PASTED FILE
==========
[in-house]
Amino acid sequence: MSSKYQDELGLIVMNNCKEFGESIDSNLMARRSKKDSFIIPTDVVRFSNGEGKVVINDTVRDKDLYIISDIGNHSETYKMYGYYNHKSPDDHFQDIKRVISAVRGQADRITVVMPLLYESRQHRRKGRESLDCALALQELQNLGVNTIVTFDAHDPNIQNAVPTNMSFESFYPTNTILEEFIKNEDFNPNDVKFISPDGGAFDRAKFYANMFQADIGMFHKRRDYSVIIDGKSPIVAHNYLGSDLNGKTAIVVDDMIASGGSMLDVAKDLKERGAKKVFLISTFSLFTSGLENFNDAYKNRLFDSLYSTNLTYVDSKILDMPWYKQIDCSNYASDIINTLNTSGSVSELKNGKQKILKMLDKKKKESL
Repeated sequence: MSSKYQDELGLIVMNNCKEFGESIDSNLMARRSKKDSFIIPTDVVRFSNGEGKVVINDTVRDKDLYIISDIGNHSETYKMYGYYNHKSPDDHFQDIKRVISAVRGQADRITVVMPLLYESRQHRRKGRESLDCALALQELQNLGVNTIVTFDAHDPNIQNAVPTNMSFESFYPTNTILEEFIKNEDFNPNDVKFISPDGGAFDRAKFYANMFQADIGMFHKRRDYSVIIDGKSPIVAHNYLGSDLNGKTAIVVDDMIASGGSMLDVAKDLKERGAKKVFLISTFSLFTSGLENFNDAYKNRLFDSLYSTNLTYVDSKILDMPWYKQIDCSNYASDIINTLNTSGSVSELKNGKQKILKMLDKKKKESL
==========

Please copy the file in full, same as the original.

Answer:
[in-house]
Amino acid sequence: MSSKYQDELGLIVMNNCKEFGESIDSNLMARRSKKDSFIIPTDVVRFSNGEGKVVINDTVRDKDLYIISDIGNHSETYKMYGYYNHKSPDDHFQDIKRVISAVRGQADRITVVMPLLYESRQHRRKGRESLDCALALQELQNLGVNTIVTFDAHDPNIQNAVPTNMSFESFYPTNTILEEFIKNEDFNPNDVKFISPDGGAFDRAKFYANMFQADIGMFHKRRDYSVIIDGKSPIVAHNYLGSDLNGKTAIVVDDMIASGGSMLDVAKDLKERGAKKVFLISTFSLFTSGLENFNDAYKNRLFDSLYSTNLTYVDSKILDMPWYKQIDCSNYASDIINTLNTSGSVSELKNGKQKILKMLDKKKKESL
Repeated sequence: MSSKYQDELGLIVMNNCKEFGESIDSNLMARRSKKDSFIIPTDVVRFSNGEGKVVINDTVRDKDLYIISDIGNHSETYKMYGYYNHKSPDDHFQDIKRVISAVRGQADRITVVMPLLYESRQHRRKGRESLDCALALQELQNLGVNTIVTFDAHDPNIQNAVPTNMSFESFYPTNTILEEFIKNEDFNPNDVKFISPDGGAFDRAKFYANMFQADIGMFHKRRDYSVIIDGKSPIVAHNYLGSDLNGKTAIVVDDMIASGGSMLDVAKDLKERGAKKVFLISTFSLFTSGLENFNDAYKNRLFDSLYSTNLTYVDSKILDMPWYKQIDCSNYASDIINTLNTSGSVSELKNGKQKILKMLDKKKKESL